Spring Lambs

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Spring Lambs

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sheep-50914_640First published April  6, 2012 on facingcancer.ca

Is there a more pacific mammalian metaphor than the lamb?

Literature is replete with poetry and prose extolling the peaceful virtues of the lamb.  It is viewed in most cultures as a symbol of gentleness, softness and purely innocent charm.

And yet danger lurks around every bale of straw.  Those soft dewy eyes hide a terrible danger.

OK.  That’s maybe a bit over the top but here’s my point – for anyone undergoing chemotherapy and its unrelenting assault on the immune system even this lovely little creature takes on a hue of danger.

During March break, we had the very great good fortune to spend a marvelous three days at some friends’ farm in Markdale, Ontario.  The weather was unusual – 25 degrees C – and stupendously calm and stunningly sunny.  Our boys have never had a better time as they were able to spend entire days outside exploring the surrounding forest trails, spotting snakes, watching Daddy catch and kiss a frog to see if it would turn into a ‘pransome hince’ (it didn’t), and finding evidence of the local coyote population in the pile of wild turkey feathers that Grandpa fashioned into stabilizers for Gabriel’s homemade arrows.  Katie was at her peak enjoying that very brief respite that a two-week chemo cycle offers and Nana prepared some favourite meals.  The boys slept peacefully and quietly and through the night although it was their first time sleeping in the same room and for Samuel his first extended period away from home.

All in all this was an idyllic, bucolic experience and one for which we were most grateful.

But all the while danger lurked.  One of our planned activities was a visit to the Hayglen farm in Singhampton.  It is spring after all and what happens on a sheep farm in the spring?  Lambs.  That’s what.  Lots and lots of fluffy little bouncers and one very proud ram, Lloyd was his name, who fathered lots of twins and lots of tired but somehow happy looking ewes.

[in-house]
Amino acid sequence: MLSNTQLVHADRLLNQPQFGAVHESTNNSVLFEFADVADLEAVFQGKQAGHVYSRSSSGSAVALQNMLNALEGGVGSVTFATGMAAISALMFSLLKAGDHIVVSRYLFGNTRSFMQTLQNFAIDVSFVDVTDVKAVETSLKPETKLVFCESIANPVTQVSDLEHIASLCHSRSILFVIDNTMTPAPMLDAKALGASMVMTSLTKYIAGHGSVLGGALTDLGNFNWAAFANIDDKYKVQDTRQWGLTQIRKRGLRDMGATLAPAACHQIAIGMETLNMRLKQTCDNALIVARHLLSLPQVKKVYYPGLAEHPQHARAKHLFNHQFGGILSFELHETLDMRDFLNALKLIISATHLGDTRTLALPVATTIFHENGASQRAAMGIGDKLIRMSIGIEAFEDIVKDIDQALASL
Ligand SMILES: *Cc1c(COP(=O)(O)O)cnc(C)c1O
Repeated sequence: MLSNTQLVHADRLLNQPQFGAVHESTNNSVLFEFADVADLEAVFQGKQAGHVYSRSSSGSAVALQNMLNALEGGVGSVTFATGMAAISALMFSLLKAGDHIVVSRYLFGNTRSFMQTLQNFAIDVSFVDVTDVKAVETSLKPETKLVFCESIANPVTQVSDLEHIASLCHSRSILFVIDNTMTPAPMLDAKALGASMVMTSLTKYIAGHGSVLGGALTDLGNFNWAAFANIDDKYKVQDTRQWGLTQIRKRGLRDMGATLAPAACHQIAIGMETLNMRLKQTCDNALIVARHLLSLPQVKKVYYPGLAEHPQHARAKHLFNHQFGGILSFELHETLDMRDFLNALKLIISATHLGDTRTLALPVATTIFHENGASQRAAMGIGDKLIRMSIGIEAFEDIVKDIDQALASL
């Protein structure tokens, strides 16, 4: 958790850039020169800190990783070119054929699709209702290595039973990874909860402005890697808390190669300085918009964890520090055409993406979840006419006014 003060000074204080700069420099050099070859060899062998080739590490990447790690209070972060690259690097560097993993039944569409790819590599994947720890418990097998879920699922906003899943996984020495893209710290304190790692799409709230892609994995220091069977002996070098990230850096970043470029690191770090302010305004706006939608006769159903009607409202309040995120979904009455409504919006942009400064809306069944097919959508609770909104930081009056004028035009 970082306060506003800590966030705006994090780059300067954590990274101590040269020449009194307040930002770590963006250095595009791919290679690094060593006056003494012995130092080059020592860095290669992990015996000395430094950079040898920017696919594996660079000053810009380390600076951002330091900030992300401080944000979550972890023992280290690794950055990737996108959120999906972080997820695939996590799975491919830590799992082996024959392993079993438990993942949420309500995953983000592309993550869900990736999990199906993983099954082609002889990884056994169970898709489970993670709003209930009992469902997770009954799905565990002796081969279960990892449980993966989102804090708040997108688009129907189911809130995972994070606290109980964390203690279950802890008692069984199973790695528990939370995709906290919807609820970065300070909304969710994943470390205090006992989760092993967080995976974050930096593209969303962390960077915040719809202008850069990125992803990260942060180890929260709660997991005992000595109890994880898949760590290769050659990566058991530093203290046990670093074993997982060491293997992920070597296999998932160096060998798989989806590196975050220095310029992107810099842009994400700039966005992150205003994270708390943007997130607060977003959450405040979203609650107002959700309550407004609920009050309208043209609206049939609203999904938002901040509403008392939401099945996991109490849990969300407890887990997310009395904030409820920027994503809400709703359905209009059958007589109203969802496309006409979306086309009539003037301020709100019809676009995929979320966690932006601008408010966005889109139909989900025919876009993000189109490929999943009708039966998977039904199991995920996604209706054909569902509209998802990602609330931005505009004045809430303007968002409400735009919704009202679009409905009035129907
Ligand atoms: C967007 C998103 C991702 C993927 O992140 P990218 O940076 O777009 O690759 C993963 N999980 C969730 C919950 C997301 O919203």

Our hosts were most welcoming.  They allowed the boys free run and after the normal initial reticence, Gabe and Sam, took to the lambs like ducks to water.  All the while though their Mom was very quietly freaking out.  She gave no hint to the boys.  She’s really great like that but all she could really see in the environment was swarms of invisible germs encircling her like the lambs on a teat!

Before we began this horrid trek through the cancer fields we neither of us would have for a second thought of avoiding an opportunity to cuddle with a wee lamb, to feel the warmth of two-day old wool against our cheeks, to see our children wide-eyed in wonderment as the little beasts gamboled about the barn.  But that’s what happens when your body becomes a war zone.  The most innocent activity imaginable becomes a seething pit of worry.

The outcome of the experience though was this – Katie showed bravery in the face of a lamb assault.  Sounds silly doesn’t it?  It is not.  She sacrificed her own feeling of wellness and well-being to ensure that her boys learned about the wonders of the world of new-born critters and there’s a lovely harmony in the entire circle of life and caring showed there.

My learning – danger can lurk where least expected but courage and love for others can help everyone overcome the hesitancy that can further remove us from the normal joys of daily life.

Thanks Kate for giving the boys a great few days at the farm – that includes this much larger and older boy as well.  You are such a great Mommy and wife.

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